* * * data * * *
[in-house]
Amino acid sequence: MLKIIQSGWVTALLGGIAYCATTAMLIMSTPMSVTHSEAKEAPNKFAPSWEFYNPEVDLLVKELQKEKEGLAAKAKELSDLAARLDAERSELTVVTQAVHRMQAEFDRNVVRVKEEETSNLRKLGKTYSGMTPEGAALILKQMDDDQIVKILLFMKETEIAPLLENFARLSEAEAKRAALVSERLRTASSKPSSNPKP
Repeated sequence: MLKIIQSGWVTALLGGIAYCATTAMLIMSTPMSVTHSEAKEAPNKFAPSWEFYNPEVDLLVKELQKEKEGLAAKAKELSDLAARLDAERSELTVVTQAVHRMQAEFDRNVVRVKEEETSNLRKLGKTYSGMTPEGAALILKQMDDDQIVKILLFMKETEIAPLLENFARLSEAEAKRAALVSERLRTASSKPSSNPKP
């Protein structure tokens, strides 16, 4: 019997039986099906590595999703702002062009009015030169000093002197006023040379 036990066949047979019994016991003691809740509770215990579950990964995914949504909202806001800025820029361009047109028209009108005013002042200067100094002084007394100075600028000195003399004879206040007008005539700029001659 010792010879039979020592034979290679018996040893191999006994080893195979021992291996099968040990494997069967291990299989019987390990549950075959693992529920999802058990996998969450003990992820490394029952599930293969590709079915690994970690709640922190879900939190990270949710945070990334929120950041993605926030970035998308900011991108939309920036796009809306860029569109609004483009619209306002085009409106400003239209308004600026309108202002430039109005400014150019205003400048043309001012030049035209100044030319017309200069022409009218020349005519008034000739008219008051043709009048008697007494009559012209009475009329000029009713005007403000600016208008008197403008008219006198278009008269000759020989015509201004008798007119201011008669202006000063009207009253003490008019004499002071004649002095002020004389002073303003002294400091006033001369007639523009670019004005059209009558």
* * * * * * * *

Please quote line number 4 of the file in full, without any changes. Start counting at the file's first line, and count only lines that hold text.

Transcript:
């Protein structure tokens, strides 16, 4: 019997039986099906590595999703702002062009009015030169000093002197006023040379 036990066949047979019994016991003691809740509770215990579950990964995914949504909202806001800025820029361009047109028209009108005013002042200067100094002084007394100075600028000195003399004879206040007008005539700029001659 010792010879039979020592034979290679018996040893191999006994080893195979021992291996099968040990494997069967291990299989019987390990549950075959693992529920999802058990996998969450003990992820490394029952599930293969590709079915690994970690709640922190879900939190990270949710945070990334929120950041993605926030970035998308900011991108939309920036796009809306860029569109609004483009619209306002085009409106400003239209308004600026309108202002430039109005400014150019205003400048043309001012030049035209100044030319017309200069022409009218020349005519008034000739008219008051043709009048008697007494009559012209009475009329000029009713005007403000600016208008008197403008008219006198278009008269000759020989015509201004008798007119201011008669202006000063009207009253003490008019004499002071004649002095002020004389002073303003002294400091006033001369007639523009670019004005059209009558």